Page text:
Howells: Piano Concerto No. 1; Piano Concerto No. 2; Penguinski

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LABELS: Chandos
WORKS: Piano Concerto No. 1; Piano Concerto No. 2; Penguinski
PERFORMER: Howard Shelley (piano); BBC SO/Richard Hickox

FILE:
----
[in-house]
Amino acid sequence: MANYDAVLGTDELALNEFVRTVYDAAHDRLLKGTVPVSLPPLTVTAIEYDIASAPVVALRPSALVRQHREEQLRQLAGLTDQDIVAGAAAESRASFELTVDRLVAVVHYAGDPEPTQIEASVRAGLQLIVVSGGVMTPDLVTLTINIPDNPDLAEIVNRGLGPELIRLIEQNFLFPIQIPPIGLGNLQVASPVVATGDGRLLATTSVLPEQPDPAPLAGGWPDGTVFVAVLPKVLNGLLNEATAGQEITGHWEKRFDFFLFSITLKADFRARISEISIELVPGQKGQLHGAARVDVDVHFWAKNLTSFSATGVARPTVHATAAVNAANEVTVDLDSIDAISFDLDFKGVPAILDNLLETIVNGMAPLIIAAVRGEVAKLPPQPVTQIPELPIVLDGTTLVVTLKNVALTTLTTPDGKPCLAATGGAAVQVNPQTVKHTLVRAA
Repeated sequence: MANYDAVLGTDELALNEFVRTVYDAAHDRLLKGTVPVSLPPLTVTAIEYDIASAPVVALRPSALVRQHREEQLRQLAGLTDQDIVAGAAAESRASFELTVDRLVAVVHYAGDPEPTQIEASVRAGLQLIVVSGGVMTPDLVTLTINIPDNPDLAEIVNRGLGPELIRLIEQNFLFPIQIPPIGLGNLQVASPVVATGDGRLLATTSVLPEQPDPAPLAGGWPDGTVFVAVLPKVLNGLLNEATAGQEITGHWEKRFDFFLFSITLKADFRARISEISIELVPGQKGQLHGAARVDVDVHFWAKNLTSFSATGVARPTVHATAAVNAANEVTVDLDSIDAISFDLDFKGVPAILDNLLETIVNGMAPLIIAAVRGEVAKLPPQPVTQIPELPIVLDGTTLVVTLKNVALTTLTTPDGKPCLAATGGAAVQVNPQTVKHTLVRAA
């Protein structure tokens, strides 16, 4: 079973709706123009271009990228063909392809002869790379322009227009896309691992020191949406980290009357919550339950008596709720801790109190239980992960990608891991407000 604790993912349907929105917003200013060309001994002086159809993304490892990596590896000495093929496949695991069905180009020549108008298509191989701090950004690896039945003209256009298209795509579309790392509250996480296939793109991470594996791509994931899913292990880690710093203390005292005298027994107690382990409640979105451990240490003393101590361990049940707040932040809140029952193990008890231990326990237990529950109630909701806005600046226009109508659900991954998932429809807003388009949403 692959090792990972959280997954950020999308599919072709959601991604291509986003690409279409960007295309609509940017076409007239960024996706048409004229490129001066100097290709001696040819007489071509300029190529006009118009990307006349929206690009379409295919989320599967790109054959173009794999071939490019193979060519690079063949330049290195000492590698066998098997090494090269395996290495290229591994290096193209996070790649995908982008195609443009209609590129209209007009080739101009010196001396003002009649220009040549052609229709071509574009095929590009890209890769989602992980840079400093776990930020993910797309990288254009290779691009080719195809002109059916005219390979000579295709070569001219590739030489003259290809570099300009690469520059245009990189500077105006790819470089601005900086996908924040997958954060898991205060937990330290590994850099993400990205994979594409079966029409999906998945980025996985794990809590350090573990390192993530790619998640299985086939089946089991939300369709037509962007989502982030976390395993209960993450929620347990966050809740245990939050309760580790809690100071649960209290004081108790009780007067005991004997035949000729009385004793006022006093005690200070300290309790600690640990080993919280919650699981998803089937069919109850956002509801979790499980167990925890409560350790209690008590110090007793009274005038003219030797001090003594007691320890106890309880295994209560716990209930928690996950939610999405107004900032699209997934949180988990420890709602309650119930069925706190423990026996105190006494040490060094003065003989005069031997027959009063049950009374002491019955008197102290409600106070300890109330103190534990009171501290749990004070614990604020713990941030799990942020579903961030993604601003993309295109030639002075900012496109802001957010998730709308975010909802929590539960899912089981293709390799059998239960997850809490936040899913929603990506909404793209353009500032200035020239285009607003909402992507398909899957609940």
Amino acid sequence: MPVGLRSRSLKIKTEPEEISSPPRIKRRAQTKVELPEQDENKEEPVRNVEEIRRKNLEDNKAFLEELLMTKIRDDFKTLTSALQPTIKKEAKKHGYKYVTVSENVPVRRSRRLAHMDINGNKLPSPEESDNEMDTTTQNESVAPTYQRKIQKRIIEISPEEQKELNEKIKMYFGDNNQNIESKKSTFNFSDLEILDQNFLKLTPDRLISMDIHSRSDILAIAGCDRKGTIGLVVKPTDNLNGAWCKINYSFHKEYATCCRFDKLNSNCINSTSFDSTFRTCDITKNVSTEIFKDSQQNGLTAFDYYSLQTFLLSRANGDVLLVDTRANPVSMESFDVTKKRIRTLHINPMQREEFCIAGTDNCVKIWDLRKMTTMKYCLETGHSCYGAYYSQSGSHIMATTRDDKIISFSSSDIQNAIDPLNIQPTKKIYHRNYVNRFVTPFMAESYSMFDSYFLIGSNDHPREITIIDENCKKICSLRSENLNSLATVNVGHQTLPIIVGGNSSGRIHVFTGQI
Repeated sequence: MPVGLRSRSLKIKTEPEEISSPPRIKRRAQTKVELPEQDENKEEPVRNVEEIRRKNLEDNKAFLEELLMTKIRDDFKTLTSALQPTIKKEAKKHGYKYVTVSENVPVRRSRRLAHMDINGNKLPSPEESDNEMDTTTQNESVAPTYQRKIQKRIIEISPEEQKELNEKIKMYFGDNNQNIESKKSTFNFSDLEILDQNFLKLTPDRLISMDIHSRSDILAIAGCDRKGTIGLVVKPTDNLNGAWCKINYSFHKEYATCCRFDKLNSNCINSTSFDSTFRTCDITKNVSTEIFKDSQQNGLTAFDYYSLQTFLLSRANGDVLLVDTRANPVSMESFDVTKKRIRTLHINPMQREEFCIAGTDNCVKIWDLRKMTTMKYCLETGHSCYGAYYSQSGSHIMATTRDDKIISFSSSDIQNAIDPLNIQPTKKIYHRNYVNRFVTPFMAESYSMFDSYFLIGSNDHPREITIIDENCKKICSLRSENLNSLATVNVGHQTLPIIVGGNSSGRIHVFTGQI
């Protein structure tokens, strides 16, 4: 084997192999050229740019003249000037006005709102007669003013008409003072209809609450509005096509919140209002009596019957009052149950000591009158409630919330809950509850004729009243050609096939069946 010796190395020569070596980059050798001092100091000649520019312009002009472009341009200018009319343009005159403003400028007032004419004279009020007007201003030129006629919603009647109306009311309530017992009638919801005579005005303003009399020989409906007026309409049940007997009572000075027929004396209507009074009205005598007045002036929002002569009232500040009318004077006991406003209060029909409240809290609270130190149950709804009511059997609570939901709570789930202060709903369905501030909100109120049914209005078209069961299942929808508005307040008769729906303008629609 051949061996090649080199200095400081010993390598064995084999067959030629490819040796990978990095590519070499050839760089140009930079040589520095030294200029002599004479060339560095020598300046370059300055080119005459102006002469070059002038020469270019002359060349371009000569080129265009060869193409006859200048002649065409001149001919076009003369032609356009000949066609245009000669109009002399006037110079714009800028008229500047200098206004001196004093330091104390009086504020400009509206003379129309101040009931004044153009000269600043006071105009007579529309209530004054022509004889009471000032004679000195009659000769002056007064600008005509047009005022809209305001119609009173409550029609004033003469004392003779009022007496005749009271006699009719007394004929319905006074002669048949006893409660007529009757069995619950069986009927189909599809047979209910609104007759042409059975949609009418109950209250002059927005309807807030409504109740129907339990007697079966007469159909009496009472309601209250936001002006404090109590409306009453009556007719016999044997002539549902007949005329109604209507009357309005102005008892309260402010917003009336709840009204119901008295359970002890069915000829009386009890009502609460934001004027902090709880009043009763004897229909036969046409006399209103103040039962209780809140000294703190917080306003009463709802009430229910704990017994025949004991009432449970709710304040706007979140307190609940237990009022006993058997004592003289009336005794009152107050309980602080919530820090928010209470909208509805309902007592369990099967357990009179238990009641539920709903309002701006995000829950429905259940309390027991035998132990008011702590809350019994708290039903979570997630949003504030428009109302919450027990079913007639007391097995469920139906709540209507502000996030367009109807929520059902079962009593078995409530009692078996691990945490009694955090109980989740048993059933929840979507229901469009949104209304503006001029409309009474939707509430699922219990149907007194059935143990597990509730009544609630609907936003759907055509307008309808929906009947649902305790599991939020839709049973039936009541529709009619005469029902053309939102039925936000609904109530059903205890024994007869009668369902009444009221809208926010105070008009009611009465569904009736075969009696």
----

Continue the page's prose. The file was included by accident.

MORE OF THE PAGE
The model for Herbert Howells’s First Piano Concerto, premiered at the Royal College of Music in 1914 when he was still a student there, is clear: this, despite odd nods to Elgar in the slow movement, is music that resembles most closely Rachmaninoff in his most Romantic, rhapsodic vein. This is no judgement of an adverse kind. Young composers need their models, and what impresses in this performance – possibly thanks to John Rutter’s restoration of missing bars at the end of the work – is Howells’s mature and confident handling of form and matter. He was already well able to express what he felt, and moreover to feel deeply. The Second Piano Concerto of 1925 shows that Howells did not lose those fundamental abilities – the breadth and cogency of this work are amazing – even after having found his individual, harmonically spicier voice, a voice that readily assimilated influences from the European avant-garde. In both works the solo part is severely testing. Howard Shelley, a still widely underrated and sensitive virtuoso, responds brilliantly to the challenge, and the BBC SO plays well for him under Richard Hickox. The filler, Penguinski, is a short ballet score of 1933 that apes Stravinsky’s Diaghilev ballets and will have had more of an edge then than perhaps it does now. Colourful, nevertheless. Stephen Pettitt